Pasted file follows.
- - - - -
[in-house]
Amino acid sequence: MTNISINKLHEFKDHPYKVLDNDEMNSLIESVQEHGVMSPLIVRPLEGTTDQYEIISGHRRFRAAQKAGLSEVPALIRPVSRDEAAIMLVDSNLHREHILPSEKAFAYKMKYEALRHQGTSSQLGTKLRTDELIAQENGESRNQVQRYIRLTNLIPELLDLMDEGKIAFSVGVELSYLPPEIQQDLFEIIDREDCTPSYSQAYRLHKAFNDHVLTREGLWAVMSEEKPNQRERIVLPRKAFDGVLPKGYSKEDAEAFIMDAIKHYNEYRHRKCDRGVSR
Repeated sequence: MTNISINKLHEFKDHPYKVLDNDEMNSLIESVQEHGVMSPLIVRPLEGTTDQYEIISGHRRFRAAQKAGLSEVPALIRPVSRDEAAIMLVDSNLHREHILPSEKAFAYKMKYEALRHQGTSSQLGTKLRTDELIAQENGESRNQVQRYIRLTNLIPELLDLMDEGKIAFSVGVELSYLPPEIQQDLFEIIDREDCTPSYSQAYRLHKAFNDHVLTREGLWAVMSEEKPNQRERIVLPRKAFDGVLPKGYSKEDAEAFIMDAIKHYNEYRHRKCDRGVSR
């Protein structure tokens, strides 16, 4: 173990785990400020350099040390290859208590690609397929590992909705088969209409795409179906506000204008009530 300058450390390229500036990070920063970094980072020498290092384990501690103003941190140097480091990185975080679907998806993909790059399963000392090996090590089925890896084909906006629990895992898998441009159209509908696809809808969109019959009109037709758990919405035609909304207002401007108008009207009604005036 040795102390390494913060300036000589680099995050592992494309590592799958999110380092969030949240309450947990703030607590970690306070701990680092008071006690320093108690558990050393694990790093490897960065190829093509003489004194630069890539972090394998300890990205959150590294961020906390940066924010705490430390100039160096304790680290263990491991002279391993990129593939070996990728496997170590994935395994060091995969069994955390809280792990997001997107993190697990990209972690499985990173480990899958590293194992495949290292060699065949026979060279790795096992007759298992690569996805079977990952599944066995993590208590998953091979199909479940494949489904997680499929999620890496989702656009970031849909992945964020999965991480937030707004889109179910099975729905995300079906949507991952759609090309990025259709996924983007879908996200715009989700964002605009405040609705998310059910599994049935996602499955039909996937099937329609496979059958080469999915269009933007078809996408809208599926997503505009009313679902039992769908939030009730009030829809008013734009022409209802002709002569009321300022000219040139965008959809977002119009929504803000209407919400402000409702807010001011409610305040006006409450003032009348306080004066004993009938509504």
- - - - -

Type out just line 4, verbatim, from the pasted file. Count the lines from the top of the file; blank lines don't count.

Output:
């Protein structure tokens, strides 16, 4: 173990785990400020350099040390290859208590690609397929590992909705088969209409795409179906506000204008009530 300058450390390229500036990070920063970094980072020498290092384990501690103003941190140097480091990185975080679907998806993909790059399963000392090996090590089925890896084909906006629990895992898998441009159209509908696809809808969109019959009109037709758990919405035609909304207002401007108008009207009604005036 040795102390390494913060300036000589680099995050592992494309590592799958999110380092969030949240309450947990703030607590970690306070701990680092008071006690320093108690558990050393694990790093490897960065190829093509003489004194630069890539972090394998300890990205959150590294961020906390940066924010705490430390100039160096304790680290263990491991002279391993990129593939070996990728496997170590994935395994060091995969069994955390809280792990997001997107993190697990990209972690499985990173480990899958590293194992495949290292060699065949026979060279790795096992007759298992690569996805079977990952599944066995993590208590998953091979199909479940494949489904997680499929999620890496989702656009970031849909992945964020999965991480937030707004889109179910099975729905995300079906949507991952759609090309990025259709996924983007879908996200715009989700964002605009405040609705998310059910599994049935996602499955039909996937099937329609496979059958080469999915269009933007078809996408809208599926997503505009009313679902039992769908939030009730009030829809008013734009022409209802002709002569009321300022000219040139965008959809977002119009929504803000209407919400402000409702807010001011409610305040006006409450003032009348306080004066004993009938509504």